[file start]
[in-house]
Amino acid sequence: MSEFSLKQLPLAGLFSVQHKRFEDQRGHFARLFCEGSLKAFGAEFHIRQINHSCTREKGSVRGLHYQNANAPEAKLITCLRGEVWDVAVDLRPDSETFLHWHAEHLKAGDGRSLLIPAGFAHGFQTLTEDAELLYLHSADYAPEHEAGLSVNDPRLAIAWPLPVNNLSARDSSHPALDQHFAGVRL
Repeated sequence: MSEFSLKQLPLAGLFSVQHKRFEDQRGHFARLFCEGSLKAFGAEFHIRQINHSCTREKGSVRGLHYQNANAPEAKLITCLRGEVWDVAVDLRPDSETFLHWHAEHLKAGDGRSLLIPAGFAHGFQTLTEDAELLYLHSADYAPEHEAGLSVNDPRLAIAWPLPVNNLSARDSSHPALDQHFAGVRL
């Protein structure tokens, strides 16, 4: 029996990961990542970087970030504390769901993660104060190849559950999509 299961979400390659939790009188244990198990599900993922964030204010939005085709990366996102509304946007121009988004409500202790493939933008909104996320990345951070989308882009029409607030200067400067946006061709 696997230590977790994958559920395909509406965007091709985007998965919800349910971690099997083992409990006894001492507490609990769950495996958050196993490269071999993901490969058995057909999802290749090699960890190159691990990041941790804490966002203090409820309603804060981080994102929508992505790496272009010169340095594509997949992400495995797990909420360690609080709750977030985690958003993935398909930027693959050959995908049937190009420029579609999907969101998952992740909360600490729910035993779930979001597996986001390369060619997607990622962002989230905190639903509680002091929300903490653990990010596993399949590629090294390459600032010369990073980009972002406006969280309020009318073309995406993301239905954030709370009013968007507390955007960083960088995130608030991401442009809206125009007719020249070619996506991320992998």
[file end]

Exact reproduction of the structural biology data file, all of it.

[in-house]
Amino acid sequence: MSEFSLKQLPLAGLFSVQHKRFEDQRGHFARLFCEGSLKAFGAEFHIRQINHSCTREKGSVRGLHYQNANAPEAKLITCLRGEVWDVAVDLRPDSETFLHWHAEHLKAGDGRSLLIPAGFAHGFQTLTEDAELLYLHSADYAPEHEAGLSVNDPRLAIAWPLPVNNLSARDSSHPALDQHFAGVRL
Repeated sequence: MSEFSLKQLPLAGLFSVQHKRFEDQRGHFARLFCEGSLKAFGAEFHIRQINHSCTREKGSVRGLHYQNANAPEAKLITCLRGEVWDVAVDLRPDSETFLHWHAEHLKAGDGRSLLIPAGFAHGFQTLTEDAELLYLHSADYAPEHEAGLSVNDPRLAIAWPLPVNNLSARDSSHPALDQHFAGVRL
């Protein structure tokens, strides 16, 4: 029996990961990542970087970030504390769901993660104060190849559950999509 299961979400390659939790009188244990198990599900993922964030204010939005085709990366996102509304946007121009988004409500202790493939933008909104996320990345951070989308882009029409607030200067400067946006061709 696997230590977790994958559920395909509406965007091709985007998965919800349910971690099997083992409990006894001492507490609990769950495996958050196993490269071999993901490969058995057909999802290749090699960890190159691990990041941790804490966002203090409820309603804060981080994102929508992505790496272009010169340095594509997949992400495995797990909420360690609080709750977030985690958003993935398909930027693959050959995908049937190009420029579609999907969101998952992740909360600490729910035993779930979001597996986001390369060619997607990622962002989230905190639903509680002091929300903490653990990010596993399949590629090294390459600032010369990073980009972002406006969280309020009318073309995406993301239905954030709370009013968007507390955007960083960088995130608030991401442009809206125009007719020249070619996506991320992998």